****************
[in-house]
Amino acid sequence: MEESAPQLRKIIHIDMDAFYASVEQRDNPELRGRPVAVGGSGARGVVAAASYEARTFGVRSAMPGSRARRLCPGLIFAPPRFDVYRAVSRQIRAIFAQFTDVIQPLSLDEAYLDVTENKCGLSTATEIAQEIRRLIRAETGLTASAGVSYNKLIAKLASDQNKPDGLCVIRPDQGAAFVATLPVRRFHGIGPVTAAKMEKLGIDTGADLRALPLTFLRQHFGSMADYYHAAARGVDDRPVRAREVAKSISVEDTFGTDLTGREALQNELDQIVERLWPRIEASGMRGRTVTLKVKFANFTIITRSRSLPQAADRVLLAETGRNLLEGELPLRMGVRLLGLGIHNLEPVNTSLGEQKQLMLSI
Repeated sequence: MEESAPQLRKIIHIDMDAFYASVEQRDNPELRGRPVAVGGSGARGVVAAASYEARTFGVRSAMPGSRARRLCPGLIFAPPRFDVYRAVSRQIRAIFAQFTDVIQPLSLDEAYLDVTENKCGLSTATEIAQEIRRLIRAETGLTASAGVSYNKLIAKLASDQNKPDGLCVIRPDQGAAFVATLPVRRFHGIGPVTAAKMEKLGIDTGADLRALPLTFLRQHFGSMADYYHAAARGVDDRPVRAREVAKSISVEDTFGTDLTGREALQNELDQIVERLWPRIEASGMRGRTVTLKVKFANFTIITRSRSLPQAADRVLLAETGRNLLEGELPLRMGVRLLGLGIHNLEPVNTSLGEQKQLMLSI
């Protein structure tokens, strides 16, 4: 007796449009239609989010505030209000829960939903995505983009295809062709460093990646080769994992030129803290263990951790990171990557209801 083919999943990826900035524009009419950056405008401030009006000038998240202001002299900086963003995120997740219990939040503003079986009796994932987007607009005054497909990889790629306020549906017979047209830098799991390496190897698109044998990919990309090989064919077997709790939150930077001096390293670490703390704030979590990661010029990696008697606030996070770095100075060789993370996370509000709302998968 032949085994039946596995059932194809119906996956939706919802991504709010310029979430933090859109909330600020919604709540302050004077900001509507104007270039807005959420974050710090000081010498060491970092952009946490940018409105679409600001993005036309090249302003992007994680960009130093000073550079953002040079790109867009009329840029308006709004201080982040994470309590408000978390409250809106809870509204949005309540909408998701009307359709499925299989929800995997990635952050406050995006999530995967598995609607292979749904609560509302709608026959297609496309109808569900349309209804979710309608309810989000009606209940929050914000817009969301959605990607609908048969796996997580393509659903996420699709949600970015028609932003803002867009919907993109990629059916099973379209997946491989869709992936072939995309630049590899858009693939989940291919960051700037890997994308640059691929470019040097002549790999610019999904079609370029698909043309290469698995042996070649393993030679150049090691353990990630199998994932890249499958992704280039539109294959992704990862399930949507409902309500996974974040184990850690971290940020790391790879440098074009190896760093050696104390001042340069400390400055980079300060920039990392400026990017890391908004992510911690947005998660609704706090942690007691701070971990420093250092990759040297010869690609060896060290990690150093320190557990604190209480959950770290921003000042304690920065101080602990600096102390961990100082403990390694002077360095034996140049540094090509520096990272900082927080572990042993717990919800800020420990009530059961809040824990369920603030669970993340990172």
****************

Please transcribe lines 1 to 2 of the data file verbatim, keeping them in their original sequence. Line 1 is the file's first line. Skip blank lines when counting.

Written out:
[in-house]
Amino acid sequence: MEESAPQLRKIIHIDMDAFYASVEQRDNPELRGRPVAVGGSGARGVVAAASYEARTFGVRSAMPGSRARRLCPGLIFAPPRFDVYRAVSRQIRAIFAQFTDVIQPLSLDEAYLDVTENKCGLSTATEIAQEIRRLIRAETGLTASAGVSYNKLIAKLASDQNKPDGLCVIRPDQGAAFVATLPVRRFHGIGPVTAAKMEKLGIDTGADLRALPLTFLRQHFGSMADYYHAAARGVDDRPVRAREVAKSISVEDTFGTDLTGREALQNELDQIVERLWPRIEASGMRGRTVTLKVKFANFTIITRSRSLPQAADRVLLAETGRNLLEGELPLRMGVRLLGLGIHNLEPVNTSLGEQKQLMLSI